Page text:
The fact that the sins of one generation have consequences for another is not the same as saying that God punishes an innocent group for the sins of a guilty group. Even so, Israelite history does indeed record instances of children dying as a consequence of the sins of their parents. The problem in today’s text is that when exile comes, the people will apply the proverb to disavow any culpability for their situation.
How would you counsel a fellow believer who blames distressing circumstances on the actions of others? When the claim is true; when the claim is false.
In verse 30 we hear that the old proverb will not do. People will be punished for their own sins, not the sins of others. All of us have enough sin in our lives to justify any punishment from God. To blame someone else will not do. Not only is the old proverb thrown out, a new one replaces it: whoever eats sour grapes - their own teeth will be set on edge.

Restoration of Relationship -

Jeremiah 31:31–34 NRSV
The days are surely coming, says the Lord, when I will make a new covenant with the house of Israel and the house of Judah. It will not be like the covenant that I made with their ancestors when I took them by the hand to bring them out of the land of Egypt—a covenant that they broke, though I was their husband, says the Lord. But this is the covenant that I will make with the house of Israel after those days, says the Lord: I will put my law within them, and I will write it on their hearts; and I will be their God, and they shall be my people. No longer shall they teach one another, or say to each other, “Know the Lord,” for they shall all know me, from the least of them to the greatest, says the Lord; for I will forgive their iniquity, and remember their sin no more.
Hope is built on time coming rather than time past. Jeremiah places the emphasis squarely on the future when he announces a new covenant. Using the familiar “I will” statement, he depicts God as assuring the people that things are changing, that things will be different (;). That difference will be in the form of a new covenant that will differ from the original covenant.
The new covenant will offer a radical departure to the way God made covenants with the people. The love would still be there, but the form would be changed radically. The new covenant would become a personal experience for each member of the group. The old covenant was received on Mount Sinai by the generation that God rescued out of Egypt in the exodus. The relationship between God and his people is therefore analagous to that of a faithful husband who has an unfaithful wife.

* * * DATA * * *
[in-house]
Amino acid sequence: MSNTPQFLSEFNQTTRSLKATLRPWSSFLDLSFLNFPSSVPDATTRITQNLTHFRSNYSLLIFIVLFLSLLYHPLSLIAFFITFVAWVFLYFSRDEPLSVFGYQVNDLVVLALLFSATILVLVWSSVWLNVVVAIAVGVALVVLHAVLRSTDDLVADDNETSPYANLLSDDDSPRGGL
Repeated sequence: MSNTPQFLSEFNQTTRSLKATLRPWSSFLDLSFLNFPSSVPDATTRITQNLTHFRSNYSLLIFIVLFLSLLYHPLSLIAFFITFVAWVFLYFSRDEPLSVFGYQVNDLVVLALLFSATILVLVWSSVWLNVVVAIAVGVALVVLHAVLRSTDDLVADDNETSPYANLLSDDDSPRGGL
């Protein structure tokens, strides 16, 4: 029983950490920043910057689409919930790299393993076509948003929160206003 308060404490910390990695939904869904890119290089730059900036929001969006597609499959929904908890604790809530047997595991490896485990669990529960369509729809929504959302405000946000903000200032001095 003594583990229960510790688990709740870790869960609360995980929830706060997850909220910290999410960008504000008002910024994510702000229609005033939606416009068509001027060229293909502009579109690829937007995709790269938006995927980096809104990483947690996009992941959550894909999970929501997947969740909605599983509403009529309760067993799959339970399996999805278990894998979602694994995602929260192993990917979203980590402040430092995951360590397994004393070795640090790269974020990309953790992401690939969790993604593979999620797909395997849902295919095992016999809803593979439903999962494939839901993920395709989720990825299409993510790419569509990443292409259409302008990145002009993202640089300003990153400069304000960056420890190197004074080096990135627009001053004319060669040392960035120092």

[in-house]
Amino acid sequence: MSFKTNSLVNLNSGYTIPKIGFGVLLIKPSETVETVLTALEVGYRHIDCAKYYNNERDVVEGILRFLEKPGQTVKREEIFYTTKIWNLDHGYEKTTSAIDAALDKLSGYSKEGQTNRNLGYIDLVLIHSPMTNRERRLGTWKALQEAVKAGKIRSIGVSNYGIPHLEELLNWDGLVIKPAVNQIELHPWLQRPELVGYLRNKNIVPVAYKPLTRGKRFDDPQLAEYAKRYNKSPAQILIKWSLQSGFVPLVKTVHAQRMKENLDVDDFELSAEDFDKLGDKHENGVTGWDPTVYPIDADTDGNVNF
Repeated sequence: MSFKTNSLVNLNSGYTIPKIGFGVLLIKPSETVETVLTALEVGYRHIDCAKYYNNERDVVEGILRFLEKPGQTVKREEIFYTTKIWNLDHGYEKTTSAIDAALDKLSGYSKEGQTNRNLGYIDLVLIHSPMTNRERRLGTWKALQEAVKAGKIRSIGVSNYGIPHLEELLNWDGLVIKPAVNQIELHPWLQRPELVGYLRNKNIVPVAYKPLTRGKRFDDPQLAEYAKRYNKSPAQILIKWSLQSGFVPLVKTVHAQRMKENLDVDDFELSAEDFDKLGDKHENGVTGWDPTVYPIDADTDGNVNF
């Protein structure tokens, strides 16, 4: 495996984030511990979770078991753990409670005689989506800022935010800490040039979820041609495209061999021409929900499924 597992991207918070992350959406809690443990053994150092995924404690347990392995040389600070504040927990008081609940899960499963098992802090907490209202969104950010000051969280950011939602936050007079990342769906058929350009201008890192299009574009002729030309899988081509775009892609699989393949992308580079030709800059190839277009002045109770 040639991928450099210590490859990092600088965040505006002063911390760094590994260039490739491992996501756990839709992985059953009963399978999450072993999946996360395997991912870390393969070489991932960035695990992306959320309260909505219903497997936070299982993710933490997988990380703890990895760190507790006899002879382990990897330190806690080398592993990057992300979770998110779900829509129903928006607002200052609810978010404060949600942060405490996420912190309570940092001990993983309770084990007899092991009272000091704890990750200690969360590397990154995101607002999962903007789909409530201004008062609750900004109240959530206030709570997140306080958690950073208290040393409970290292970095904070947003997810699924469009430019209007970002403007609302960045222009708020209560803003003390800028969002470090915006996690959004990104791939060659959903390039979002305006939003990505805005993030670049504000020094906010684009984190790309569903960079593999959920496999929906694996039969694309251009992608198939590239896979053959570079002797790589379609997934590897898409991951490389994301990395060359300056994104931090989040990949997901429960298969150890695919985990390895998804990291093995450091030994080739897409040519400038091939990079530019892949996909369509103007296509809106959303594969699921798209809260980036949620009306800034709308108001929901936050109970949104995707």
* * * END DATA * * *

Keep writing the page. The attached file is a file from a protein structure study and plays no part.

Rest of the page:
How does covenant faithfulness toward God compare and contrast with other types of covenant keeping? Regarding marriage covenants; regarding community covenants; and financial contracts.
The new covenant is written on their minds and on their hearts, and God is the one who puts it there. It is through the Holy Spirit, who indwells each and every Christian, that God does so, as suggested by .
Distance now is eclipsed by this new covenant. People could neither hide from God nor could they blame others for the results of their actions. Each man and each woman would find themselves as naked and as vulnerable as Adam and Eve in the presence of God in the early garden.
How do you define your personal covenant with God? How can you make your heart more receptive to having God’s Word written on it? Regarding things to do more of; things to do less of; and things to abandon altogether.
Verse 34 predicts a perfect state of affairs: no one is needed to teach about the Lord because everyone already has the knowledge. The time of the new covenant will be an era when the people of God include more than the peoples of ancient Israel and Judah. Knowledge of God will spread to peoples of all nations and languages.

Conclusion

The restoration promised in today’s text began with the return of exiles and the rebuilding of the temple. But the promised restoration was not full inaugurated until the coming of Jesus in the first century AD. This was not a covenant based on law, and physical ancestry, but on faith in the one whose death paid the price for our sins: Jesus Christ. This expands the covenant people to include potentially every person regardless of ancestry, nationality, etc.

Prayer

Lord, deepen our understanding of your law and your grace. Help us live out the harmony of a world shaped by your promises of hope; in Jesus’ name we pray. Amen.